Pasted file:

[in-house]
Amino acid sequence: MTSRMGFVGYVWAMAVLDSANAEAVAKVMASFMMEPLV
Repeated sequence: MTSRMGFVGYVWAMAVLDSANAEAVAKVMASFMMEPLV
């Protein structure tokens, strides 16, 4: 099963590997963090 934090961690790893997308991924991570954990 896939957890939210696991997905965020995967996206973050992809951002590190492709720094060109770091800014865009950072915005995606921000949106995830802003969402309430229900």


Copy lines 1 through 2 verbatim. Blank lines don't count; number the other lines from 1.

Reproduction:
[in-house]
Amino acid sequence: MTSRMGFVGYVWAMAVLDSANAEAVAKVMASFMMEPLV